This year marks the 800th anniversary of the once mighty Mongolian Empire. Images of the warrior-ruler Genghis Khan are found everywhere in the capital Ulaan Bataar, even one engraved on a mountain overlooking the city.
Today's Mongolia, in contrast with Genghis Khan's Eurasian domain, is one of the most impoverished countries in the world. Per capita GDP in this country of 2.9 million people is estimated at $1,900, and roughly two-thirds of the nation's population survives on about $2 per day. An economy that grew by 10.6 percent in 2004 and 6.2 percent in 2005 generates some optimism for Mongolia's future. But many experts question the sustainability of strong growth rates, given the economy's dependency on the mining sector for income generation.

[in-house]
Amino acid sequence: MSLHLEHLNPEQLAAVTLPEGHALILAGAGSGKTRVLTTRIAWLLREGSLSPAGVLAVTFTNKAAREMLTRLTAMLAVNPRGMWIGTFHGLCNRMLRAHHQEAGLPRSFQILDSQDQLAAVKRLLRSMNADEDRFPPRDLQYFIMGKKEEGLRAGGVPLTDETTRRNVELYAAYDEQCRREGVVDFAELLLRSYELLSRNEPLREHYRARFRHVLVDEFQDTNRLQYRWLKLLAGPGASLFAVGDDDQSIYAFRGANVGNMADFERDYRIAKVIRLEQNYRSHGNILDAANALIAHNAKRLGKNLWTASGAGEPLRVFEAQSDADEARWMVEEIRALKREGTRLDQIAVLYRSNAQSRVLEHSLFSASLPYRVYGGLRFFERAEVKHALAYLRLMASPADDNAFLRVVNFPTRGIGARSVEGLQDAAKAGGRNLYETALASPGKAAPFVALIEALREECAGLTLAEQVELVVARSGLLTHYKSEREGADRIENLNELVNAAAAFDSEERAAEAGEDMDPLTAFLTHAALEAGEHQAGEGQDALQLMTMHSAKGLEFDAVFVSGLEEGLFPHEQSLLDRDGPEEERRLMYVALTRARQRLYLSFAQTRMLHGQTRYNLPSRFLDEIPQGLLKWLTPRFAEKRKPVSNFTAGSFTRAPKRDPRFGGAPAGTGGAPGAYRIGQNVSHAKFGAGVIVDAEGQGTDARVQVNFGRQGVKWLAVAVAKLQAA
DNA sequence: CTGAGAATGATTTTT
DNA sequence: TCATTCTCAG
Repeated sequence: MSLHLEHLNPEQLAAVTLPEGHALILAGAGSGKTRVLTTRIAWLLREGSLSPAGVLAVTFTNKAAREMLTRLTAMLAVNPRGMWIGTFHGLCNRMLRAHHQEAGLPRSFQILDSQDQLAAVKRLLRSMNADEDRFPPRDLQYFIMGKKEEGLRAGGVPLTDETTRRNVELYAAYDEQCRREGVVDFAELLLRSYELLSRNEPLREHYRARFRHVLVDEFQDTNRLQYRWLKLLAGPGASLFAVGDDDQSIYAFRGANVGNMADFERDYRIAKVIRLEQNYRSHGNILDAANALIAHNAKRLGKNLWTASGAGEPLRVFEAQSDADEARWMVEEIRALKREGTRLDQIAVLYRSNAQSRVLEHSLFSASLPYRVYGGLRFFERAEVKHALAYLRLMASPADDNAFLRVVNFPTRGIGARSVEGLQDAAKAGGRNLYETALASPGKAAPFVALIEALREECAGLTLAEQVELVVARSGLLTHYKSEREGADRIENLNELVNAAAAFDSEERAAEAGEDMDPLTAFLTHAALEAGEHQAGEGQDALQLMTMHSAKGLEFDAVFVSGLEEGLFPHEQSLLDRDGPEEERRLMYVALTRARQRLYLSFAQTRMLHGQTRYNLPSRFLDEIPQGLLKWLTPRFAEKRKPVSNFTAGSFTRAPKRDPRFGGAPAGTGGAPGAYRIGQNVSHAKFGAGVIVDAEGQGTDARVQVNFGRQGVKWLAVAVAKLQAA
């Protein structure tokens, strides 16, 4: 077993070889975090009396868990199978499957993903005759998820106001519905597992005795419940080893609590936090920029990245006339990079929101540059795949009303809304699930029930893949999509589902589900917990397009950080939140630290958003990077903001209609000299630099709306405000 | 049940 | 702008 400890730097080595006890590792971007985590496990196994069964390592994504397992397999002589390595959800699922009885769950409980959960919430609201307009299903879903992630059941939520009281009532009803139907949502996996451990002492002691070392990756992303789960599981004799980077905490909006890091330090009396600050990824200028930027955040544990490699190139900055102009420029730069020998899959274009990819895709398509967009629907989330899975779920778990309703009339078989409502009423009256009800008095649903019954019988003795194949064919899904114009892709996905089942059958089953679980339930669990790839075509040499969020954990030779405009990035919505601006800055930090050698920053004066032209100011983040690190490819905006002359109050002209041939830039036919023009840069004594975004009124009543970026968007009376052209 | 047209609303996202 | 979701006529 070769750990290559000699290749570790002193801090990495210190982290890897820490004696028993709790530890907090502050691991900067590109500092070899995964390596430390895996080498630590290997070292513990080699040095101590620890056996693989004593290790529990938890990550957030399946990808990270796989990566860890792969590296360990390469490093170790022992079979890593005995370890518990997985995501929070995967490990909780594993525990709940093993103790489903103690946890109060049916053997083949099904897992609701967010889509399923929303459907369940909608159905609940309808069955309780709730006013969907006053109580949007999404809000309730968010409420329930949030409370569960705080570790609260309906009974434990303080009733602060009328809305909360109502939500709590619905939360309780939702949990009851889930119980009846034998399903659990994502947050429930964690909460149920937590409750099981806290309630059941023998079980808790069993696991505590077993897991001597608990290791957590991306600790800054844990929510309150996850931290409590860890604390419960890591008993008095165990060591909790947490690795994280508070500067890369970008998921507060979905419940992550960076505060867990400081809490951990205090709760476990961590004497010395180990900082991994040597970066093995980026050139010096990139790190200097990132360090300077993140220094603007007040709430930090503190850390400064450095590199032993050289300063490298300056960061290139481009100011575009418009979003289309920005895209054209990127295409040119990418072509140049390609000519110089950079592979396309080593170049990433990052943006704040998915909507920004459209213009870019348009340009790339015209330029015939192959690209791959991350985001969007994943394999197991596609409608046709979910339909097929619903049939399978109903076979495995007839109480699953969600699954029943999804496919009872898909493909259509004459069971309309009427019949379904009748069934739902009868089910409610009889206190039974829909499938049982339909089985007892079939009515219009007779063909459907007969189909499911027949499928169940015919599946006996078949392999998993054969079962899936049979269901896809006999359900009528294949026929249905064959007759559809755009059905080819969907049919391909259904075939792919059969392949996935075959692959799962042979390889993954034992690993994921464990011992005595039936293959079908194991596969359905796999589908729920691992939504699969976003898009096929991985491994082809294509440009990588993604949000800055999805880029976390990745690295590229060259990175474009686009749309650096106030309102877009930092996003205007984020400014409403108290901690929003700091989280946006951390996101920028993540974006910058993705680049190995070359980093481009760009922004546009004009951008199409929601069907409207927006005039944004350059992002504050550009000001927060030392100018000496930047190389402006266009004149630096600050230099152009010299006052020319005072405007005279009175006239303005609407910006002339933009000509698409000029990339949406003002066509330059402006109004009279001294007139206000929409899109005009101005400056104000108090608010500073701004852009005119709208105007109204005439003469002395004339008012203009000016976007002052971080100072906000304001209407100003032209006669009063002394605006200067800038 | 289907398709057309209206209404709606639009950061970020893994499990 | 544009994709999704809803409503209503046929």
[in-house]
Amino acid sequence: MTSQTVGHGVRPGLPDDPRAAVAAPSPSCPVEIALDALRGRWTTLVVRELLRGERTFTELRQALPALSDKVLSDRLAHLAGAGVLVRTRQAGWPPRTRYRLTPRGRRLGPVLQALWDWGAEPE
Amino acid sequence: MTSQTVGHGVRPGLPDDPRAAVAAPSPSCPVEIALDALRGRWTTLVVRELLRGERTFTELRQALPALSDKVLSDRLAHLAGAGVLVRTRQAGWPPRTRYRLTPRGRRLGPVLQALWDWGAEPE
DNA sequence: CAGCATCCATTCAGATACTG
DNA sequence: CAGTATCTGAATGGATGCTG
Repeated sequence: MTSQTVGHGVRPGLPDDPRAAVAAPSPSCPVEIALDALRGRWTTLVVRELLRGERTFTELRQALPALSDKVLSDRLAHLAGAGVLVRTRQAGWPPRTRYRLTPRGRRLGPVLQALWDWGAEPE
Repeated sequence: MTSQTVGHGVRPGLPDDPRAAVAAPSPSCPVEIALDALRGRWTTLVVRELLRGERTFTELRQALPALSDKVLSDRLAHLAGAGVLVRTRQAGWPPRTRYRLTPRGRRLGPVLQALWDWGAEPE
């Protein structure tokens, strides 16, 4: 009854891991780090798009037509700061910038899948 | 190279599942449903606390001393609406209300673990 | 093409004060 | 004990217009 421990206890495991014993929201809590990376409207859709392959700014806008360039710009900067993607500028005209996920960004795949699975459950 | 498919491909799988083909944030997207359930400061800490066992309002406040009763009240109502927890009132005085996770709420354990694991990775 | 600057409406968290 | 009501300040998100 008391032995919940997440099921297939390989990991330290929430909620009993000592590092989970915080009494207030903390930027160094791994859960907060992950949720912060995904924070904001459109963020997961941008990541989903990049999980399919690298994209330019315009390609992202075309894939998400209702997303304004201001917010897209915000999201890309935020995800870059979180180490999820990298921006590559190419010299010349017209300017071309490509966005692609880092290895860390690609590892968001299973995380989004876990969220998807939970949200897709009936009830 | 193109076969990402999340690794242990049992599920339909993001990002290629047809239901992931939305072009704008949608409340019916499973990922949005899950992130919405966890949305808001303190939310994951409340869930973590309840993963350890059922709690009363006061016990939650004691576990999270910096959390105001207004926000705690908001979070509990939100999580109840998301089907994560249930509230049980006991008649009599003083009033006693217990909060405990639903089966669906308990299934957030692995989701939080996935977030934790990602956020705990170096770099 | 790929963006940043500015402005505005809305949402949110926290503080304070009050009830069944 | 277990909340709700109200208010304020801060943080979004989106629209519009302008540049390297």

Mongolia has a great, yet largely untapped mineral wealth, consisting of mainly copper and gold. International companies are rushing in to the country, seeking exploration and production rights. As a result, the annual volume of foreign direct investment entering the Mongolian economy, which was $50 million in 1990s, rose to $300 million last year.
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Altay Atli is an economist and freelance writer based in Istanbul. He can be reached at: firstname.lastname@example.org.